Hi...my husband is Greek and we are considering moving over to Athens. Our children are not yet at school. At present we live in the UK and I get loads of support from Grandparents which I'm really going to miss.I would love to make contact with otherr english speaking mums who can give me a bit of much needed advice. How is life there? What about social life, things for the kiddies to do? Should we send the children to Greek state or private school (they are bilingual)? Toddler groups? Good areas to live in? Hoping someone will answer me! Thanks, Tan
Tan, I worked outside of Athens some years ago, and all the support team were Brits / Canadians married to Greeks - all spoke both languages, all had children and a great life. Although I am not in touch with them now, I know there is a great mixed expat life there. I will speak to my contacts here - they are multi-cultural Greeks with children in private English school here (no Greek school) as they are researching the pros and cons of schooling if they return. Plus I have friends who worked in one of the many International schools there. But you could find your minds made up for you i.e. proximity to school / jobs etc. I will post you some more info as I find it, also check out the British / American Ladies groups as they usually run mums and tots groups.
I'm American, married to a Greek, and have been living in Athens for nearly 10 years. We also have two small children. I would say that your lifestyle will depend on the work your husband and/or you find over here. The only thing that is inexpensive compared to the USA is property. EVERYTHING else is very expensive, and if you are on a Greek salary, the property is also very expensive. My wages are 1/4 of what I was making in California over 10 years ago. So, as anywhere, the more money you have, the better your standard of living. The nicer areas in Athens are the northern (Kifissia, Nea Erythrea, Politia, Ekali, etc.) and eastern (Glyfada, Vouliagmenis, Voula, etc.) suburbs. This is also where you will find the largest foreign population, as well as the better schools. There are quite a few very good private schools (English, American and Greek) but they are expensive and depending on where you live, your children will have to ride the bus a long distance. If you live in a good area, however, the public schools can be excellent. We live in Nea Erythrea (northern suburb of Athens) and my 3 year old son attends a public daycare. We pay 60 Euros a month, and the facilities far surpass any private daycare that I looked into (which ranged between 280 and 500 Euros a month). And all of the public schools in our district have excellent reputations. As far as activities for kids, there is no comparison here with the US, but there are things to do if you search them out. I sound negative, but the one MAJOR POSITIVE that can outweigh the numerous negatives is the issue of safety. The crime rate is low, the kids don't have gang and drug problems on the level that they have in the States and the Greek family unit is so tightly knit that the children are brought up surrounded by a sort of familial buffer. That's worth it all to me.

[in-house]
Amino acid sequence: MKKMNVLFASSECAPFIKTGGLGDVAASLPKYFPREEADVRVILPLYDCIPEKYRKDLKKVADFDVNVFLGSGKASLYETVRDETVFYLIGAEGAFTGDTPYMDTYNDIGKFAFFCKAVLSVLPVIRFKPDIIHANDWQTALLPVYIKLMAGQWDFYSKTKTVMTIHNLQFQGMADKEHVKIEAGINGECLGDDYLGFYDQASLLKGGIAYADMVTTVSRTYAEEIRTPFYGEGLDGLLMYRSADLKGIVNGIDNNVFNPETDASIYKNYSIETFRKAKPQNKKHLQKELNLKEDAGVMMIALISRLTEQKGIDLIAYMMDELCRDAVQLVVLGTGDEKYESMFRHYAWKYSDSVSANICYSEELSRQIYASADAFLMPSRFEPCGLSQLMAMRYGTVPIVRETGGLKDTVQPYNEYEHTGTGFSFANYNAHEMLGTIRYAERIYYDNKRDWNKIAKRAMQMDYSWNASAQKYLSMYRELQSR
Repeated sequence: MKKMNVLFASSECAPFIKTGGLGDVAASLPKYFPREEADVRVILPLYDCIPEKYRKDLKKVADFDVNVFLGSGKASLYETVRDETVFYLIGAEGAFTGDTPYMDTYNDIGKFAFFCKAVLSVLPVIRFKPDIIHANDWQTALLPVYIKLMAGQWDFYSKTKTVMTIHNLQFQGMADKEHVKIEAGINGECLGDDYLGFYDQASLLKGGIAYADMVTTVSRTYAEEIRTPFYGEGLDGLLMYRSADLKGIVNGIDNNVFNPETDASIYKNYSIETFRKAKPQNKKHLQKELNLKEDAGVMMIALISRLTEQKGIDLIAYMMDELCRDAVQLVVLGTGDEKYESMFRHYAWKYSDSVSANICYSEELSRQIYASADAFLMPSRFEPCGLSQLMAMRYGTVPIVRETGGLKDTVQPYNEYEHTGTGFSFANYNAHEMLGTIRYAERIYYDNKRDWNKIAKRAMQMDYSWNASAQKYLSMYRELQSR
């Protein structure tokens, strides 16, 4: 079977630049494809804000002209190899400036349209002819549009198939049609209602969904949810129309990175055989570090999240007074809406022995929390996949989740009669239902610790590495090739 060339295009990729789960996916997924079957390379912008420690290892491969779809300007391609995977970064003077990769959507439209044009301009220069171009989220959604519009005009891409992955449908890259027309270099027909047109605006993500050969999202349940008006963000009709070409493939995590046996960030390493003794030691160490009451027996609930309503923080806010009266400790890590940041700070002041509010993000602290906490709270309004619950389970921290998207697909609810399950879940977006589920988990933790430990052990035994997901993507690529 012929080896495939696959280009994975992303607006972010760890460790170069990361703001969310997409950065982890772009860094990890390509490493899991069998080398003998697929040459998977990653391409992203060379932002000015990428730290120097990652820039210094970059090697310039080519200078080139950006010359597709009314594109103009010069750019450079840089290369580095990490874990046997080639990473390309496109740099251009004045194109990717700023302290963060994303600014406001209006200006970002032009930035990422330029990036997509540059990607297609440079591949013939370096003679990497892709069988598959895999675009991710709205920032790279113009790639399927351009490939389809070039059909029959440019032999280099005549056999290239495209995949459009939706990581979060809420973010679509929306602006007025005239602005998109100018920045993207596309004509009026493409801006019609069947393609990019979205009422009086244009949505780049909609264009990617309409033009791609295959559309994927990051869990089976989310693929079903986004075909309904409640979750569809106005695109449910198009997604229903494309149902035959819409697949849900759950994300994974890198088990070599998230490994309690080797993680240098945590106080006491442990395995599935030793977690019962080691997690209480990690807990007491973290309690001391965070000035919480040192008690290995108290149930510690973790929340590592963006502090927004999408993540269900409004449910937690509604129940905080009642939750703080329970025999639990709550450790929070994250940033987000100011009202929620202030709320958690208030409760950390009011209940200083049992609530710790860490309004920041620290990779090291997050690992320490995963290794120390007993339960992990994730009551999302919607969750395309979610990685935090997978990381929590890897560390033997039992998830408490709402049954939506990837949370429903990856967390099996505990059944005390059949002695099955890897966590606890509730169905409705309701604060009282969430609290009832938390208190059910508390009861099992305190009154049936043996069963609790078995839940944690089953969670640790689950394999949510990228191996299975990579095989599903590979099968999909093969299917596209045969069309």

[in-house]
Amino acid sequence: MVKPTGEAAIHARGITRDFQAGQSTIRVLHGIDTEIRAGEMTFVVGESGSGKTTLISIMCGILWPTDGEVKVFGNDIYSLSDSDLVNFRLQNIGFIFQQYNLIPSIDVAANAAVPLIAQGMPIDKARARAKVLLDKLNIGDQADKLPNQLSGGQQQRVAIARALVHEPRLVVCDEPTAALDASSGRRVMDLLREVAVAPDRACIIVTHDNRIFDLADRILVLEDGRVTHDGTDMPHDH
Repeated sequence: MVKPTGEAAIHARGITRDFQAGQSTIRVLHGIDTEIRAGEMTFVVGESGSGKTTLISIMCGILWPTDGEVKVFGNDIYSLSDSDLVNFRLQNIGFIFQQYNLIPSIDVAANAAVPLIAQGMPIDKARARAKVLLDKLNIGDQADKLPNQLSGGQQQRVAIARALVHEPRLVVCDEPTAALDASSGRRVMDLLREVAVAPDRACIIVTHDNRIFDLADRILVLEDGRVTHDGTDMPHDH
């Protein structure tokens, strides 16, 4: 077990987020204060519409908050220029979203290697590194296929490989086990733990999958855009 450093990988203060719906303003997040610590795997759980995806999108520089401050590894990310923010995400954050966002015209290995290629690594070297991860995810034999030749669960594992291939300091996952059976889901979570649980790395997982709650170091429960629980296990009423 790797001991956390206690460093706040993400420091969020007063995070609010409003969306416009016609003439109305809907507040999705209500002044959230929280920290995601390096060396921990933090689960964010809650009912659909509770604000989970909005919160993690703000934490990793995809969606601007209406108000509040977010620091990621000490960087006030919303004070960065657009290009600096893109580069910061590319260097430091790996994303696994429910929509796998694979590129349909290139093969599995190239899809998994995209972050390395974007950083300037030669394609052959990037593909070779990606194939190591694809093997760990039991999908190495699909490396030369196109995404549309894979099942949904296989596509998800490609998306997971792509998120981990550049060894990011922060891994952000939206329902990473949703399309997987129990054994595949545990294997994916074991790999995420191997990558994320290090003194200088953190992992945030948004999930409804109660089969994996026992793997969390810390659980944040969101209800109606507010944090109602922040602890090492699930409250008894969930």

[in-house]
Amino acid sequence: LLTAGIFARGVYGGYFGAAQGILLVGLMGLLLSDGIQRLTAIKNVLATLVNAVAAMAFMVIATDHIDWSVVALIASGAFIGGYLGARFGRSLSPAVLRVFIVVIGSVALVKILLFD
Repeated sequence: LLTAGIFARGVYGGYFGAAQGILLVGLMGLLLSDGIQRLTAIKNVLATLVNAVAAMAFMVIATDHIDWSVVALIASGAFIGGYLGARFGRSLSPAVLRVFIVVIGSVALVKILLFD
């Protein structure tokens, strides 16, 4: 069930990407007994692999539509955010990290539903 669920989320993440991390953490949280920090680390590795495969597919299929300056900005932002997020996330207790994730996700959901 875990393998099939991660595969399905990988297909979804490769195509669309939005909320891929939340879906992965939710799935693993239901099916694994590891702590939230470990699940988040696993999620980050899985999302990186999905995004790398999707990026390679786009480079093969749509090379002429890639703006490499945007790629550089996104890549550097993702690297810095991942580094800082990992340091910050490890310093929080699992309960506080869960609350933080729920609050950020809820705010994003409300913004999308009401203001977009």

If you want to know anything else, just ask. I'd be happy to help and provide any more specific information you need.
Hi. Thankyou so much for taking the time to answer my plea for help! It was interesting to hear about the public schools.If you don't mind me asking, what do you intend to do when your little boy reaches school age? Will he go to a private or a public school? I am sure that the private schools are very good, but I have several concerns about them, the main one being that a lot of the children will only stay for a year or two before they move on (this seems to be the nature of international schools) . Another is the cost. I'm wondering if it would be better to send the children to a Greek school as we intend to move to Greece permanently.It would be easier for them to integrate into Greek society and maybe they would be happier in the long run..? I'm a Primary teacher myself and so was hoping to give my children help with their schoolwork etc. This would not be possible if I sent them to Greek school. I'm actually not a fan of the Greek schooling system, but children seem to end up being well educated with no lack of qualifications. It's really all the extra frontistiria lessons that Greek children appear to need and the rote learning that worries me. The salaries in Greece are a worry, as they don't seem to match up to the cost of living in the Athens area.We're working on that! When you say there are things to do if you search them out, could you give me some examples?? Thanks again for your time, and hope to hear from you again soon. Tan [email protected]
We are considering the move from NYcity to be near family and a safer environment for our 3 year old. How is it going so far anyone???? I'm scared as I speak little Greek and my son also. Hubby is from Salonika.
I'm also an American married to a Greek (born in Greece) - we don't have any children. We live in the US (he's been here since 1991) and all my husband's family lives in Greece about 40 miles south of Athens. We are considering moving to Greece but are concerned about what we need to do on this end before the move and what types of permits, etc. are needed to live in Greece. My husband would need to work theire but I probably wouldn't (retiring). I don't speak Greek - do you know of any Groups for Americans living in Greece? What do you do about health insurance? That's a big issue. Thanks for any help you could give.
I am considering moving the Athens with my little boy. Looking for advice on schools etc. should I send her to a Greek school or English speaking. What are the best areas to move to. I am a single mother and looking to also speak to single mothers in the same situation as me. Thank you